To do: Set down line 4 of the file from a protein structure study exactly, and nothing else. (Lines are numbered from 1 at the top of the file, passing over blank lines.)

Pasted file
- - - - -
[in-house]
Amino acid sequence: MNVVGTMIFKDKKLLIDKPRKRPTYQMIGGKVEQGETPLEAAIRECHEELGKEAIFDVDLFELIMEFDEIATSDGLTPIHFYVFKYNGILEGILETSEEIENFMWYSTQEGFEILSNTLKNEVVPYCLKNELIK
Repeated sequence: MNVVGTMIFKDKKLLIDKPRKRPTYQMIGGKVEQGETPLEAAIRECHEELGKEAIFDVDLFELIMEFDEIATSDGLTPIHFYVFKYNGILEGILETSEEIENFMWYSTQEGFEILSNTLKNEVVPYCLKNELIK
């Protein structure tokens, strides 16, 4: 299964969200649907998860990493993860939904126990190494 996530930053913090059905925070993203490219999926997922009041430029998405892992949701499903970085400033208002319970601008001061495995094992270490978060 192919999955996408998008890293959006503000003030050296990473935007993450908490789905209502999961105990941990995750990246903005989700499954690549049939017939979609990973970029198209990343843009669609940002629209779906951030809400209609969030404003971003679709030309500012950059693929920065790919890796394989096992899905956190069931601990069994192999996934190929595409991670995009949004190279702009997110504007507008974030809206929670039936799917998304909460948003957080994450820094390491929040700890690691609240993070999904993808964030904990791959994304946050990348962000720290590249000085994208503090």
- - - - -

């Protein structure tokens, strides 16, 4: 299964969200649907998860990493993860939904126990190494 996530930053913090059905925070993203490219999926997922009041430029998405892992949701499903970085400033208002319970601008001061495995094992270490978060 192919999955996408998008890293959006503000003030050296990473935007993450908490789905209502999961105990941990995750990246903005989700499954690549049939017939979609990973970029198209990343843009669609940002629209779906951030809400209609969030404003971003679709030309500012950059693929920065790919890796394989096992899905956190069931601990069994192999996934190929595409991670995009949004190279702009997110504007507008974030809206929670039936799917998304909460948003957080994450820094390491929040700890690691609240993070999904993808964030904990791959994304946050990348962000720290590249000085994208503090």